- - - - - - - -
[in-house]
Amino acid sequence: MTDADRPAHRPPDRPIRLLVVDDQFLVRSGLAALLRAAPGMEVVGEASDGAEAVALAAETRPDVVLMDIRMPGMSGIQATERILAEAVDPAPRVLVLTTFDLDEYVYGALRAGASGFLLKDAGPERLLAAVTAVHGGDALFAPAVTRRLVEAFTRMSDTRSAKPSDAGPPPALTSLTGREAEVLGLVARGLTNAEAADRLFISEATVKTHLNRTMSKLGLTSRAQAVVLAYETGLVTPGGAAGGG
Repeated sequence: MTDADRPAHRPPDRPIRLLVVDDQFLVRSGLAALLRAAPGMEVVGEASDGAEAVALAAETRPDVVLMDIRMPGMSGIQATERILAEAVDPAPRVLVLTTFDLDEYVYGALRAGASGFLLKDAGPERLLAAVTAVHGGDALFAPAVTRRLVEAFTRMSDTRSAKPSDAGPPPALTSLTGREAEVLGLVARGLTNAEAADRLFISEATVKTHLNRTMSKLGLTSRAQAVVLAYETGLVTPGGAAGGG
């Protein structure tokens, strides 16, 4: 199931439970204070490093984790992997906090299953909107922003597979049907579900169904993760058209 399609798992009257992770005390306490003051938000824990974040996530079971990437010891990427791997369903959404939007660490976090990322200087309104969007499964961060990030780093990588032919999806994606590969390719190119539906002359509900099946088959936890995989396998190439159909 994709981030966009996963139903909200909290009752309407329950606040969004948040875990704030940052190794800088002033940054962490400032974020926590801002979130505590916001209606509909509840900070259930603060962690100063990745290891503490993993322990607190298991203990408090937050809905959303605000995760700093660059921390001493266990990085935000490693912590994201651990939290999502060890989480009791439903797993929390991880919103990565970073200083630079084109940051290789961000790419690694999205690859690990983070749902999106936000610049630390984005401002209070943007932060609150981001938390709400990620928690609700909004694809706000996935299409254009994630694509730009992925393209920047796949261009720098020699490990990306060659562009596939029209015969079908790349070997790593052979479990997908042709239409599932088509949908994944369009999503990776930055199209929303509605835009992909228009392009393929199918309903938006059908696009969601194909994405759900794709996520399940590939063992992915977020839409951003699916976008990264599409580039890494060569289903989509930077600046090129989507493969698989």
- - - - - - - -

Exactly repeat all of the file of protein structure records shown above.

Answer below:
[in-house]
Amino acid sequence: MTDADRPAHRPPDRPIRLLVVDDQFLVRSGLAALLRAAPGMEVVGEASDGAEAVALAAETRPDVVLMDIRMPGMSGIQATERILAEAVDPAPRVLVLTTFDLDEYVYGALRAGASGFLLKDAGPERLLAAVTAVHGGDALFAPAVTRRLVEAFTRMSDTRSAKPSDAGPPPALTSLTGREAEVLGLVARGLTNAEAADRLFISEATVKTHLNRTMSKLGLTSRAQAVVLAYETGLVTPGGAAGGG
Repeated sequence: MTDADRPAHRPPDRPIRLLVVDDQFLVRSGLAALLRAAPGMEVVGEASDGAEAVALAAETRPDVVLMDIRMPGMSGIQATERILAEAVDPAPRVLVLTTFDLDEYVYGALRAGASGFLLKDAGPERLLAAVTAVHGGDALFAPAVTRRLVEAFTRMSDTRSAKPSDAGPPPALTSLTGREAEVLGLVARGLTNAEAADRLFISEATVKTHLNRTMSKLGLTSRAQAVVLAYETGLVTPGGAAGGG
């Protein structure tokens, strides 16, 4: 199931439970204070490093984790992997906090299953909107922003597979049907579900169904993760058209 399609798992009257992770005390306490003051938000824990974040996530079971990437010891990427791997369903959404939007660490976090990322200087309104969007499964961060990030780093990588032919999806994606590969390719190119539906002359509900099946088959936890995989396998190439159909 994709981030966009996963139903909200909290009752309407329950606040969004948040875990704030940052190794800088002033940054962490400032974020926590801002979130505590916001209606509909509840900070259930603060962690100063990745290891503490993993322990607190298991203990408090937050809905959303605000995760700093660059921390001493266990990085935000490693912590994201651990939290999502060890989480009791439903797993929390991880919103990565970073200083630079084109940051290789961000790419690694999205690859690990983070749902999106936000610049630390984005401002209070943007932060609150981001938390709400990620928690609700909004694809706000996935299409254009994630694509730009992925393209920047796949261009720098020699490990990306060659562009596939029209015969079908790349070997790593052979479990997908042709239409599932088509949908994944369009999503990776930055199209929303509605835009992909228009392009393929199918309903938006059908696009969601194909994405759900794709996520399940590939063992992915977020839409951003699916976008990264599409580039890494060569289903989509930077600046090129989507493969698989």